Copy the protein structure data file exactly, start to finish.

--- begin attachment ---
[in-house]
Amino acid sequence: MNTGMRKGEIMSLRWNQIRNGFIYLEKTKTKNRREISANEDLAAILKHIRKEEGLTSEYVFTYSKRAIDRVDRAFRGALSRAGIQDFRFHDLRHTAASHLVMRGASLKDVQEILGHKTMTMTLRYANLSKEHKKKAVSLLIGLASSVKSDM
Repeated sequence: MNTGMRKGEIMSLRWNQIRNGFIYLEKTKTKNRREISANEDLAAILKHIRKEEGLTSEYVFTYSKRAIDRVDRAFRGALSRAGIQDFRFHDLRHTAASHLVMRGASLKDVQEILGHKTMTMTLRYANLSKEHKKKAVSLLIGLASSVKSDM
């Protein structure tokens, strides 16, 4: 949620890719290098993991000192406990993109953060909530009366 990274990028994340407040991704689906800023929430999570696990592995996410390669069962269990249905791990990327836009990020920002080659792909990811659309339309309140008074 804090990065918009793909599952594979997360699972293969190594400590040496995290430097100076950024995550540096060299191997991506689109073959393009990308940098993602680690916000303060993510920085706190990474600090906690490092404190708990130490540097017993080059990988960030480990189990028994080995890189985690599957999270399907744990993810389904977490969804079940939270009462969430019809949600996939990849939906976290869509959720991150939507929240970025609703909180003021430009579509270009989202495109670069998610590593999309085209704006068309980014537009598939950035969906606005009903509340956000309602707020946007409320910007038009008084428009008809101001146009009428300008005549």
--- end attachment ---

[in-house]
Amino acid sequence: MNTGMRKGEIMSLRWNQIRNGFIYLEKTKTKNRREISANEDLAAILKHIRKEEGLTSEYVFTYSKRAIDRVDRAFRGALSRAGIQDFRFHDLRHTAASHLVMRGASLKDVQEILGHKTMTMTLRYANLSKEHKKKAVSLLIGLASSVKSDM
Repeated sequence: MNTGMRKGEIMSLRWNQIRNGFIYLEKTKTKNRREISANEDLAAILKHIRKEEGLTSEYVFTYSKRAIDRVDRAFRGALSRAGIQDFRFHDLRHTAASHLVMRGASLKDVQEILGHKTMTMTLRYANLSKEHKKKAVSLLIGLASSVKSDM
């Protein structure tokens, strides 16, 4: 949620890719290098993991000192406990993109953060909530009366 990274990028994340407040991704689906800023929430999570696990592995996410390669069962269990249905791990990327836009990020920002080659792909990811659309339309309140008074 804090990065918009793909599952594979997360699972293969190594400590040496995290430097100076950024995550540096060299191997991506689109073959393009990308940098993602680690916000303060993510920085706190990474600090906690490092404190708990130490540097017993080059990988960030480990189990028994080995890189985690599957999270399907744990993810389904977490969804079940939270009462969430019809949600996939990849939906976290869509959720991150939507929240970025609703909180003021430009579509270009989202495109670069998610590593999309085209704006068309980014537009598939950035969906606005009903509340956000309602707020946007409320910007038009008084428009008809101001146009009428300008005549």